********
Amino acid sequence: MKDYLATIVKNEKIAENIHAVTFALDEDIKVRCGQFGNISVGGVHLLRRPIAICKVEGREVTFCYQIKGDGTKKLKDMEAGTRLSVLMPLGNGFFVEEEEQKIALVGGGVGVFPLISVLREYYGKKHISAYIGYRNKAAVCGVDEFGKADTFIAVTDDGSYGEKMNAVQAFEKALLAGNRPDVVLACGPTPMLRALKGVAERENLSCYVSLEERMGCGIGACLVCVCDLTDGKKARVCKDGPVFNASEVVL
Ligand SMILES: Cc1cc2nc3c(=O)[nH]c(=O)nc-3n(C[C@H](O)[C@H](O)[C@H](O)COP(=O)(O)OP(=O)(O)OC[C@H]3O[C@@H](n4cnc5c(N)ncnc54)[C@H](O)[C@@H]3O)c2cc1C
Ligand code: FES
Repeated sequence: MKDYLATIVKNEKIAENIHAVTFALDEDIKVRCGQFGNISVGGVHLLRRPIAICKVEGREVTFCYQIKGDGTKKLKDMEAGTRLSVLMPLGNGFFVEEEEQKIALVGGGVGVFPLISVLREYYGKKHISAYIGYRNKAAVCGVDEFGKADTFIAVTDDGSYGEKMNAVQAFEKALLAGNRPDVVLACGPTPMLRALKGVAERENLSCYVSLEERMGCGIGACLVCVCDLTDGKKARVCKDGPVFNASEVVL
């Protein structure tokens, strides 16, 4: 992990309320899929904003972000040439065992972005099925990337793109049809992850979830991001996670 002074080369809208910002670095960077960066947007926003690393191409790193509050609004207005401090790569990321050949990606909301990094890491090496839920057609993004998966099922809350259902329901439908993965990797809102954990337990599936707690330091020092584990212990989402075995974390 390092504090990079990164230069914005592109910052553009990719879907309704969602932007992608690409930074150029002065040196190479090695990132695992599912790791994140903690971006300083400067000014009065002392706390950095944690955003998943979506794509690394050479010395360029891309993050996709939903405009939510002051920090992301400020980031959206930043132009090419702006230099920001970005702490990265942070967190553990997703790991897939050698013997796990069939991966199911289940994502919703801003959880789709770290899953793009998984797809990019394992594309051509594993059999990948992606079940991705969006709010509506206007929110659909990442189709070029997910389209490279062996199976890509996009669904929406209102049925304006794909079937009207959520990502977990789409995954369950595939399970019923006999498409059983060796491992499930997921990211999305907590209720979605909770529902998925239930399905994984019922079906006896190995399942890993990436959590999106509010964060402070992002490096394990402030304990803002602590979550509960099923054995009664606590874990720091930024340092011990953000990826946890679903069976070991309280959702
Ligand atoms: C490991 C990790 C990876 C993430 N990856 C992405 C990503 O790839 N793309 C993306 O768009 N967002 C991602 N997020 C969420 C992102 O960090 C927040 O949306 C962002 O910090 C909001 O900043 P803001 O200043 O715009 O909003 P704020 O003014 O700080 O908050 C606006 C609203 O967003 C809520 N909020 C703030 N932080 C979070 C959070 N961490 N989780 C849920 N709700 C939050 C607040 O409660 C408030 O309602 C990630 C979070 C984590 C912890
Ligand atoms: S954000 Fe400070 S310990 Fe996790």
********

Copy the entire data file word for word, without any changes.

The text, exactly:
Amino acid sequence: MKDYLATIVKNEKIAENIHAVTFALDEDIKVRCGQFGNISVGGVHLLRRPIAICKVEGREVTFCYQIKGDGTKKLKDMEAGTRLSVLMPLGNGFFVEEEEQKIALVGGGVGVFPLISVLREYYGKKHISAYIGYRNKAAVCGVDEFGKADTFIAVTDDGSYGEKMNAVQAFEKALLAGNRPDVVLACGPTPMLRALKGVAERENLSCYVSLEERMGCGIGACLVCVCDLTDGKKARVCKDGPVFNASEVVL
Ligand SMILES: Cc1cc2nc3c(=O)[nH]c(=O)nc-3n(C[C@H](O)[C@H](O)[C@H](O)COP(=O)(O)OP(=O)(O)OC[C@H]3O[C@@H](n4cnc5c(N)ncnc54)[C@H](O)[C@@H]3O)c2cc1C
Ligand code: FES
Repeated sequence: MKDYLATIVKNEKIAENIHAVTFALDEDIKVRCGQFGNISVGGVHLLRRPIAICKVEGREVTFCYQIKGDGTKKLKDMEAGTRLSVLMPLGNGFFVEEEEQKIALVGGGVGVFPLISVLREYYGKKHISAYIGYRNKAAVCGVDEFGKADTFIAVTDDGSYGEKMNAVQAFEKALLAGNRPDVVLACGPTPMLRALKGVAERENLSCYVSLEERMGCGIGACLVCVCDLTDGKKARVCKDGPVFNASEVVL
């Protein structure tokens, strides 16, 4: 992990309320899929904003972000040439065992972005099925990337793109049809992850979830991001996670 002074080369809208910002670095960077960066947007926003690393191409790193509050609004207005401090790569990321050949990606909301990094890491090496839920057609993004998966099922809350259902329901439908993965990797809102954990337990599936707690330091020092584990212990989402075995974390 390092504090990079990164230069914005592109910052553009990719879907309704969602932007992608690409930074150029002065040196190479090695990132695992599912790791994140903690971006300083400067000014009065002392706390950095944690955003998943979506794509690394050479010395360029891309993050996709939903405009939510002051920090992301400020980031959206930043132009090419702006230099920001970005702490990265942070967190553990997703790991897939050698013997796990069939991966199911289940994502919703801003959880789709770290899953793009998984797809990019394992594309051509594993059999990948992606079940991705969006709010509506206007929110659909990442189709070029997910389209490279062996199976890509996009669904929406209102049925304006794909079937009207959520990502977990789409995954369950595939399970019923006999498409059983060796491992499930997921990211999305907590209720979605909770529902998925239930399905994984019922079906006896190995399942890993990436959590999106509010964060402070992002490096394990402030304990803002602590979550509960099923054995009664606590874990720091930024340092011990953000990826946890679903069976070991309280959702
Ligand atoms: C490991 C990790 C990876 C993430 N990856 C992405 C990503 O790839 N793309 C993306 O768009 N967002 C991602 N997020 C969420 C992102 O960090 C927040 O949306 C962002 O910090 C909001 O900043 P803001 O200043 O715009 O909003 P704020 O003014 O700080 O908050 C606006 C609203 O967003 C809520 N909020 C703030 N932080 C979070 C959070 N961490 N989780 C849920 N709700 C939050 C607040 O409660 C408030 O309602 C990630 C979070 C984590 C912890
Ligand atoms: S954000 Fe400070 S310990 Fe996790």